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Career planning

The expectation that careers should follow a planned and logical path seems to be deeply ingrained for many people. It is really important to realise that most careers are not linear and that it is very much OK to not know what you are going to do after graduation. If you speak to many successful experienced professionals they will say that they didn’t know what to do when they finished university and that much of their careers were not planned and happened by chance.


One theory of career development is planned happenstance. This suggests that it is normal, inevitable, and desirable for unplanned events to influence careers and that unplanned events and career indecision are opportunities to try new activities, develop new interests, challenge old beliefs, and continue lifelong learning.

Trying to decide what career path to take can be a daunting and often confusing. In a world with so many options, it is easy to feel overwhelmed by choice. The process of identifying a suitable career path can induce a lot of anxiety, and it is often difficult to know how and where to begin. The following information and resources should help you begin the process of working out what you want to do.

The classic model used for career planning is a 4 step cyclical process:

  1. Know yourself
  2. Explore opportunities
  3. Make choices
  4. Take action

Know yourself

Research shows that what graduates look for is meaningful work. Meaningful, fulfilling work can be found when you are working in a role that aligns with your core values, your career interests and your personality, and which allows you to utilise your skills and strengths.

The starting point to discover a meaningful career is to spend time identifying your personality, skills and strengths, your core values and interests, and understanding what motivates you. This is often referred to as developing self-awareness.

Values and your career

Your values are your core beliefs that shape the decisions you make to live a meaningful and fulfilling life. In a career context, values might include job security, a regular income and a fixed pattern of work, or variety, risk, flexibility and independence.

Some of these values will change as your life circumstances change and you gain more experience. For example the weight you give to job security versus flexibility may change depending on your financial commitments or your family circumstances at a given time. However some values are much more fixed and are not likely to change over your career e.g. you might have an inherent preference for working independently that stays constant throughout your career.

Values are the key to understanding people’s energy and motivation. If you are working in a role and organisation that fits well with your own personal values you are much more likely to excel in the role and to find career satisfaction. By identifying your values you will have an insight into what you want for yourself and what you want to become, allowing you to make a much more informed choice on your career.

Career interests

Career interests relate to your preferred ways of thinking, planning and working. Your career interests do not refer to a particular sector or job but relate more to the type of work you are interested in doing. You are much more likely to enjoy a role that affords you the opportunity to think and work in your preferred style for the majority of the time. Many different roles and sectors could possibly allow you to do the type of work that you prefer.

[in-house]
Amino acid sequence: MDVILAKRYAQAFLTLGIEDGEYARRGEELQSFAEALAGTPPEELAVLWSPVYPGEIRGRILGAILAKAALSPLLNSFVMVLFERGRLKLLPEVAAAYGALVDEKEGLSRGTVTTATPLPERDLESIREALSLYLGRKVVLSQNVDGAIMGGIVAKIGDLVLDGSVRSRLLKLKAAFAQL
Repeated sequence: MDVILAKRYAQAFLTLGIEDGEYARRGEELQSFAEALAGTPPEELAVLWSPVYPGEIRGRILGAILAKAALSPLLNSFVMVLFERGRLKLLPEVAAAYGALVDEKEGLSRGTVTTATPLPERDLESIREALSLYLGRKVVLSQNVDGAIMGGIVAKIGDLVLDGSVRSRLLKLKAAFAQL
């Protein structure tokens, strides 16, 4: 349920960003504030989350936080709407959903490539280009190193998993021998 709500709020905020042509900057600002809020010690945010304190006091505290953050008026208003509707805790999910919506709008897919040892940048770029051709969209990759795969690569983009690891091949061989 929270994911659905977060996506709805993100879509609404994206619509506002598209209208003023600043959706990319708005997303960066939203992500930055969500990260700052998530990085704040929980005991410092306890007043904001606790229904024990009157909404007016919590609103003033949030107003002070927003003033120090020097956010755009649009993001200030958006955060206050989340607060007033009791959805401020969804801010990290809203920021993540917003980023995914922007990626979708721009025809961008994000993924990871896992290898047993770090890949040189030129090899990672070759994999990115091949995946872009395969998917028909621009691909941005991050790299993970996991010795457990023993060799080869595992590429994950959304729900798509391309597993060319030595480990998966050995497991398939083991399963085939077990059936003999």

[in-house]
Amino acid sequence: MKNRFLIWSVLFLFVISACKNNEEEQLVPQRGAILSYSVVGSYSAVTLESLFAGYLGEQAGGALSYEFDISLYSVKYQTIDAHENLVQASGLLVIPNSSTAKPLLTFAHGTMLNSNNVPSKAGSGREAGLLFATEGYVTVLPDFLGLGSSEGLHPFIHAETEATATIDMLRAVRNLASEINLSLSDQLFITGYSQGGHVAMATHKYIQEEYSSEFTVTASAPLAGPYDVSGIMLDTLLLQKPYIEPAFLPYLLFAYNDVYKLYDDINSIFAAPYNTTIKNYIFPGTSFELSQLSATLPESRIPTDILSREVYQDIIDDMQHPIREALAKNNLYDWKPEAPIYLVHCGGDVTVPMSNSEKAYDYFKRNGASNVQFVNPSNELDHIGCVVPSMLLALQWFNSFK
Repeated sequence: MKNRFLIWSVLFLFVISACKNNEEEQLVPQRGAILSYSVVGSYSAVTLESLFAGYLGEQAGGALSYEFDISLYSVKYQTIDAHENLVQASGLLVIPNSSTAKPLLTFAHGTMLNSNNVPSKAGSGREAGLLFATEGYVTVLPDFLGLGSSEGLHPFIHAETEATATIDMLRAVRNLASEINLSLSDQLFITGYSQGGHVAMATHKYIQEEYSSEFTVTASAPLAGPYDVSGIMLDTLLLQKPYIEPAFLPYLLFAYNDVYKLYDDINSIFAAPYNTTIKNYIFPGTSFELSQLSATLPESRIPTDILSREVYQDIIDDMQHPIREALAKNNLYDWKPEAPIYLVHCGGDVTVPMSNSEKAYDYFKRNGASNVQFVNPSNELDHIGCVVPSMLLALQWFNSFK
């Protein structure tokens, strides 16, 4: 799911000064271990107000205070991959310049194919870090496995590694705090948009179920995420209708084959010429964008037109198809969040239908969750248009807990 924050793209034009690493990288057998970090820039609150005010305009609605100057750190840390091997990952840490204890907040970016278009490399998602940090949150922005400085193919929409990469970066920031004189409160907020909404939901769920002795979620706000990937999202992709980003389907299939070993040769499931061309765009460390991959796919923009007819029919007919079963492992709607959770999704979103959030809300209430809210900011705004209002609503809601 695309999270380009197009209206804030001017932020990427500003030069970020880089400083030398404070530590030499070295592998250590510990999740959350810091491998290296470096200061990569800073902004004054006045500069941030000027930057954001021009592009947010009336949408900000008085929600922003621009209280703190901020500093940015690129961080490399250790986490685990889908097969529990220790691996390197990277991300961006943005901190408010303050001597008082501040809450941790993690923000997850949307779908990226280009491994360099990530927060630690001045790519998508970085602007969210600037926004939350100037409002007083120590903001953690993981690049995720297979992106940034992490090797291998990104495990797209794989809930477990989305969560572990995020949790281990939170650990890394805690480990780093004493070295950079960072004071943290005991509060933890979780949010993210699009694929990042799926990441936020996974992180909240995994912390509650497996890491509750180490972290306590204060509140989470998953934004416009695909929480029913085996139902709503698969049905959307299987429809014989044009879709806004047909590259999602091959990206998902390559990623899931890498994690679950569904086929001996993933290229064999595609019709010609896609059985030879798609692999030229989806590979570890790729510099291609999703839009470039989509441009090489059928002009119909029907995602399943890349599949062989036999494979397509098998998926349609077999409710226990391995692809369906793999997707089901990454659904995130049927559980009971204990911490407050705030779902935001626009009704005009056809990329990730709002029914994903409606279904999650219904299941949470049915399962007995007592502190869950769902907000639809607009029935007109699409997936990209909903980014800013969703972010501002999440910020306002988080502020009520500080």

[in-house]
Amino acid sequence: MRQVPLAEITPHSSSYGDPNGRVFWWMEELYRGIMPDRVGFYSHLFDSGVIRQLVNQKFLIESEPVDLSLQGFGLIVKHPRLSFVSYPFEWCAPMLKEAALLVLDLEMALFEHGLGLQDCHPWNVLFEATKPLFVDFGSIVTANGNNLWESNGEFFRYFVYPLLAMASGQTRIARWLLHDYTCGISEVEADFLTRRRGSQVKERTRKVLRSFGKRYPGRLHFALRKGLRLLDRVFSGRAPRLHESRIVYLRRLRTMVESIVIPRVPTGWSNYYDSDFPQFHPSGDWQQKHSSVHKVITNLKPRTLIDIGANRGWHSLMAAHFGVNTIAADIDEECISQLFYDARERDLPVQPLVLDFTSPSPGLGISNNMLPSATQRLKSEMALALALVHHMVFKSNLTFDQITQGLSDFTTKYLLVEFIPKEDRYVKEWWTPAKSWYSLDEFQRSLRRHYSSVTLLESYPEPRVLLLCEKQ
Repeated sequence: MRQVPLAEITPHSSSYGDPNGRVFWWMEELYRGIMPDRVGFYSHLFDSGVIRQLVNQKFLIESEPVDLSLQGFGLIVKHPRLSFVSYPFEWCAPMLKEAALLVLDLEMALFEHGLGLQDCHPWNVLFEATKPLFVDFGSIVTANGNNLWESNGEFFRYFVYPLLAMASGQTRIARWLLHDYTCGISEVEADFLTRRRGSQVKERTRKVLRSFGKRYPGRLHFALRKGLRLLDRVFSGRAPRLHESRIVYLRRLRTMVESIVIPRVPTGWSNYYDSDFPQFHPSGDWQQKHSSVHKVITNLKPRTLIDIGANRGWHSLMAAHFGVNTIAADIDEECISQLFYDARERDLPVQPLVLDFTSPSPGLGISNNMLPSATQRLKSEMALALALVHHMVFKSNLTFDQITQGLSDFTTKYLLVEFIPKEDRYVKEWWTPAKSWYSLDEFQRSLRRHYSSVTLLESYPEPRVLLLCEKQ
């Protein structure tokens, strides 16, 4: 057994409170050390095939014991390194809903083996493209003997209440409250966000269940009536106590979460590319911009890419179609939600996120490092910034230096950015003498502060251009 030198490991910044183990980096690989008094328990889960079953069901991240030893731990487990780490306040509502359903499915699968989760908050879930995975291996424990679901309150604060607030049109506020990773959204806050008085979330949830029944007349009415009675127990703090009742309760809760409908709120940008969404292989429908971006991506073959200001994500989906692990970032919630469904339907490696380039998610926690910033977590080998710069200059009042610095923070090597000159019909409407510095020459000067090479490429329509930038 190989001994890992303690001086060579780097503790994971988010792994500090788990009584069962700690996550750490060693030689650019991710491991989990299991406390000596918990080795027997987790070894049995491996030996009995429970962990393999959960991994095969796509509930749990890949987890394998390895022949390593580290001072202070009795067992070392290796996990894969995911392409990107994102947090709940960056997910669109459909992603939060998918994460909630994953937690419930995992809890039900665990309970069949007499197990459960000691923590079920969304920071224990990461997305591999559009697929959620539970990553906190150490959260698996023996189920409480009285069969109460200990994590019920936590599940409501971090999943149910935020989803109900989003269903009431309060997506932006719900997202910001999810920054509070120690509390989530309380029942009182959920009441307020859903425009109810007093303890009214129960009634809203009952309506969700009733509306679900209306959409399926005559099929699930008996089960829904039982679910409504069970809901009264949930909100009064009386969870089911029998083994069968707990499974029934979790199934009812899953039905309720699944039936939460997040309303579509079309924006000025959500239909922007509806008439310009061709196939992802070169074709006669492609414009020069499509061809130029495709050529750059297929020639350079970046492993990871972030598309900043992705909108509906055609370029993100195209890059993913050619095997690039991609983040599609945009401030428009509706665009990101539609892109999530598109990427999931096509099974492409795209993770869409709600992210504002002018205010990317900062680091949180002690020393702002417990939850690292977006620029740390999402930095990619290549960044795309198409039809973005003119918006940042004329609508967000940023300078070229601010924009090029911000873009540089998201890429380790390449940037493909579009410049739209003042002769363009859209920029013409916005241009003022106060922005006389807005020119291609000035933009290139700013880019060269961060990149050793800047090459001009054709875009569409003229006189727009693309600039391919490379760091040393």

Examples of types of career interests would include:

  • Managing and leadership
  • Creative and artistic
  • Enterprising and business
  • Social and caring
  • Analysing and researching
  • Planning and organising
  • Problem solving

Personality and your career

Your personality influences how you do things – how you interact with others, plan your work, use your leisure time and tackle problems. Because of its wide-ranging impact, understanding your personality is central to your self-awareness and development. Your personality is your characteristic pattern of behaviour, and working in a role and environment that fits with your personality type is really important.  For example, an uncompetitive person who gets easily stressed is unlikely to do well in a competitive high-pressured and competitive environment. By being aware of your personality traits you will be able to assess whether a role, organisation or sector will suit you.

Skills, strengths and your career

You have developed a range of skills through your time at university and through any work experience or extra-curricular activities in which you have taken part. It is really important that you are able to recognize the skills you have developed and that you are able to clearly articulate these – to yourself and to employers. When you reflect on your experiences you will notice that you enjoyed engaging in and have a natural aptitude for certain activities more than others. You may remember times when you were totally engrossed in a task and didn’t notice time passing, this is called being in a state of flow.  Activities that you have a natural aptitude for and enjoy are your strengths. By being aware of your strengths you will be able to choose a career that will allow you to utilise these strengths and you will be happier and more productive in your work.

How to develop your self-awareness